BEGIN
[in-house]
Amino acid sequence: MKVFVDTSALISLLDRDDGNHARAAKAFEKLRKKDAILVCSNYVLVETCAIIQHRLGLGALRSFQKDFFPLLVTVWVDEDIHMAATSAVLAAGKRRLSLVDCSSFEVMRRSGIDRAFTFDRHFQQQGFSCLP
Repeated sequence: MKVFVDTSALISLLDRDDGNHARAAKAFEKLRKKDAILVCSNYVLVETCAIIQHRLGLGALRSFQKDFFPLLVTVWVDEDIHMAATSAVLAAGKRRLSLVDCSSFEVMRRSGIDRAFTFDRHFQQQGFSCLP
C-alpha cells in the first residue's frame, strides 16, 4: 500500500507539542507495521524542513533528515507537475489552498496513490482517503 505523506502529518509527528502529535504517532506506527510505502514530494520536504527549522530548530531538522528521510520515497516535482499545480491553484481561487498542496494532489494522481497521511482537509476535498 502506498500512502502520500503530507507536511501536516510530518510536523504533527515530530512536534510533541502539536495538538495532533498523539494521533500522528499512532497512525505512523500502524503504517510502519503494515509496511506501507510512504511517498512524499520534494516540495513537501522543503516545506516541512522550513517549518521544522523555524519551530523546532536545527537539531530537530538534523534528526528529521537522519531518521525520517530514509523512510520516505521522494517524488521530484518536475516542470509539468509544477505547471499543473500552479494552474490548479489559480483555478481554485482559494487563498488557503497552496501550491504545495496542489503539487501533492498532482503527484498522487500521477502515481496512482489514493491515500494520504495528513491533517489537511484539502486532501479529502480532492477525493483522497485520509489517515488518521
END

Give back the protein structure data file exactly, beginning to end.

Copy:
[in-house]
Amino acid sequence: MKVFVDTSALISLLDRDDGNHARAAKAFEKLRKKDAILVCSNYVLVETCAIIQHRLGLGALRSFQKDFFPLLVTVWVDEDIHMAATSAVLAAGKRRLSLVDCSSFEVMRRSGIDRAFTFDRHFQQQGFSCLP
Repeated sequence: MKVFVDTSALISLLDRDDGNHARAAKAFEKLRKKDAILVCSNYVLVETCAIIQHRLGLGALRSFQKDFFPLLVTVWVDEDIHMAATSAVLAAGKRRLSLVDCSSFEVMRRSGIDRAFTFDRHFQQQGFSCLP
C-alpha cells in the first residue's frame, strides 16, 4: 500500500507539542507495521524542513533528515507537475489552498496513490482517503 505523506502529518509527528502529535504517532506506527510505502514530494520536504527549522530548530531538522528521510520515497516535482499545480491553484481561487498542496494532489494522481497521511482537509476535498 502506498500512502502520500503530507507536511501536516510530518510536523504533527515530530512536534510533541502539536495538538495532533498523539494521533500522528499512532497512525505512523500502524503504517510502519503494515509496511506501507510512504511517498512524499520534494516540495513537501522543503516545506516541512522550513517549518521544522523555524519551530523546532536545527537539531530537530538534523534528526528529521537522519531518521525520517530514509523512510520516505521522494517524488521530484518536475516542470509539468509544477505547471499543473500552479494552474490548479489559480483555478481554485482559494487563498488557503497552496501550491504545495496542489503539487501533492498532482503527484498522487500521477502515481496512482489514493491515500494520504495528513491533517489537511484539502486532501479529502480532492477525493483522497485520509489517515488518521